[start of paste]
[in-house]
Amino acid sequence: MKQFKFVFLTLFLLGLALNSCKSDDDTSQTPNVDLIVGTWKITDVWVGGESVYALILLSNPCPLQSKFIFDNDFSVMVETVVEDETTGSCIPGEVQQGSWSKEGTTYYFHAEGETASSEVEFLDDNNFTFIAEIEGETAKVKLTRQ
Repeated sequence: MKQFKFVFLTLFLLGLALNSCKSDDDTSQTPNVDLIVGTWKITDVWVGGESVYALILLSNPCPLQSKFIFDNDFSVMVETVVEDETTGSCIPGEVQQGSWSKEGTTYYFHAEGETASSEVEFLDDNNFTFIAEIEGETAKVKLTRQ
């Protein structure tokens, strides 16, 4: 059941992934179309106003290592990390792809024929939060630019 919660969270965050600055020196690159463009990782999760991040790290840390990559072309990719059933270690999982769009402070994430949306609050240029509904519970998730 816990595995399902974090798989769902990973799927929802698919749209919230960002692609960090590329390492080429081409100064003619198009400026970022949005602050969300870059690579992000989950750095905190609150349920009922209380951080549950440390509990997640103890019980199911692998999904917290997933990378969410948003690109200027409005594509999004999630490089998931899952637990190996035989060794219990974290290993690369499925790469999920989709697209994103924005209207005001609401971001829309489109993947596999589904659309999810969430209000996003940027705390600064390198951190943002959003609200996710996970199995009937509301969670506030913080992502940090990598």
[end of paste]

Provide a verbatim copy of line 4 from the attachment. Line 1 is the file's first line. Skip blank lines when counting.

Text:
């Protein structure tokens, strides 16, 4: 059941992934179309106003290592990390792809024929939060630019 919660969270965050600055020196690159463009990782999760991040790290840390990559072309990719059933270690999982769009402070994430949306609050240029509904519970998730 816990595995399902974090798989769902990973799927929802698919749209919230960002692609960090590329390492080429081409100064003619198009400026970022949005602050969300870059690579992000989950750095905190609150349920009922209380951080549950440390509990997640103890019980199911692998999904917290997933990378969410948003690109200027409005594509999004999630490089998931899952637990190996035989060794219990974290290993690369499925790469999920989709697209994103924005209207005001609401971001829309489109993947596999589904659309999810969430209000996003940027705390600064390198951190943002959003609200996710996970199995009937509301969670506030913080992502940090990598």